When should you get a disability lawyer in Ohio?

You can get a disability lawyer in Ohio to represent your claim and assist you at any time you choose. Representation can be obtained after you have submitted your initial claim, or after you have been denied on your claim. Many individuals wait until their claim has been turned down before seeking representation.

However, many individuals can and do benefit from obtaining representation at earlier points. In certain instances, competent and qualified representatives can look for flaws in the decision-making process utilized by the social security administration and, in doing so, win a claimant's case at the reconsideration appeal level (the first appeal step in the Social Security Disability and SSI system).

Proactive disability lawyers and non-attorney representatives can also be successful in winning claims at the application level and many would argue that early representation on a case helps to eliminate disadvantages that build up in the case as a result of the claimant's unfamiliarity with the nature of the Social Security system.

When a case is won at the disability application or reconsideration appeal in Ohio, the claimant avoids having to request a hearing before an administrative law judge...but, most importantly, they avoid having to wait for a hearing to be scheduled.

Hearing dates can often take more than two years to get due to backlogs in the system. During this lengthy waiting period, many claimants undergo extreme financial duress, with a percentage of them sliding into bankruptcy and home foreclosure.

Not all cases can be won at the reconsideration appeal level, however, even when the claimant's representative is making a concerted effort to do so. Statistically, an even greater number of cases in Ohio are denied at the reconsideration appeal level (89 percent) than at the intitial claim, or disability application, level (72 percent).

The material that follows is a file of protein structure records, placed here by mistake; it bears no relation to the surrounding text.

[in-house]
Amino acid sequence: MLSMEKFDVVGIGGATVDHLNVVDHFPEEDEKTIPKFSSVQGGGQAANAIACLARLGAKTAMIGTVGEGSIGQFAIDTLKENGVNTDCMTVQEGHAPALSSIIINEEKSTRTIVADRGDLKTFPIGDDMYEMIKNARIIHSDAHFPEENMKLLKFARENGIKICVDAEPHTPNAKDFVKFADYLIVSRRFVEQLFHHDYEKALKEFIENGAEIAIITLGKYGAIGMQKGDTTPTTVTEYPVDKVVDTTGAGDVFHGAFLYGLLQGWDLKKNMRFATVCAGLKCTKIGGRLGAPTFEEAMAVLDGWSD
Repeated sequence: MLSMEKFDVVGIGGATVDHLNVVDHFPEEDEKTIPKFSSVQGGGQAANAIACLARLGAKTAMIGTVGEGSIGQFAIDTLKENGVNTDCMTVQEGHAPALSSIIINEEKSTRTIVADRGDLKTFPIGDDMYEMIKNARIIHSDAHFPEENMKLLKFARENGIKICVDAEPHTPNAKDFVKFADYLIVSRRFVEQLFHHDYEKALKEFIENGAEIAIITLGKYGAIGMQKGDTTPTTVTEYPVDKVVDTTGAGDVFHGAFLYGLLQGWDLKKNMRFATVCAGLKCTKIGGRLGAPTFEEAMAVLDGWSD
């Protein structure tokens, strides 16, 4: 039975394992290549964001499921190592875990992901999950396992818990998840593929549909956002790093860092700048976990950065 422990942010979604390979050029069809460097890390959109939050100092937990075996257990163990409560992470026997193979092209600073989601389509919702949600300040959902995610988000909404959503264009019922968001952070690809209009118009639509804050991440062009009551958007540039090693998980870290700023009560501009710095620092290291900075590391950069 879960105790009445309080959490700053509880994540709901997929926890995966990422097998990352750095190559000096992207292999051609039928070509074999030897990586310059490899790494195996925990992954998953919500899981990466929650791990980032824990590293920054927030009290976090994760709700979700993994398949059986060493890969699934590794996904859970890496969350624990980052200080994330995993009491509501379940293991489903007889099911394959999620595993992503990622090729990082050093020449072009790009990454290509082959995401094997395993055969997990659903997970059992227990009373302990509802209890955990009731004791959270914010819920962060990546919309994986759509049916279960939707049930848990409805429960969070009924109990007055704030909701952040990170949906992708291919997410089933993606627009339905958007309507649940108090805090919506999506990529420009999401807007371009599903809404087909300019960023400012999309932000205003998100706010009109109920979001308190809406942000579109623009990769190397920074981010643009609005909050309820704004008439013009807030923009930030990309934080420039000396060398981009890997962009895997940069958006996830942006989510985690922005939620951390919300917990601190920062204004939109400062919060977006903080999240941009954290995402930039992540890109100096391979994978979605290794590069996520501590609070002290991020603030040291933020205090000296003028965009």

Are there other advantages to getting early representation on a disability claim? As a disability examiner working on cases, it was impossible not to notice that claimants with representation did not typically miss appeal deadlines, nor did they fail to comply with requests for information from the social security adminstration.

This was most likely due to the fact that disability lawyers receive copies of every piece of correspondence that their clients receive and, subsequently, then send reminder notices to their clients of A) questionaires that need to be completed and returned and B) appointments that need to be kept (such as for consultative medical examinations).

About the Author: Tim Moore is a former Social Security Disability Examiner in North Carolina, has been interviewed by the NY Times and the LA Times on the disability system, and is an Accredited Disability Representative (ADR) in North Carolina. For assistance on a disability application or Appeal in NC, click here.

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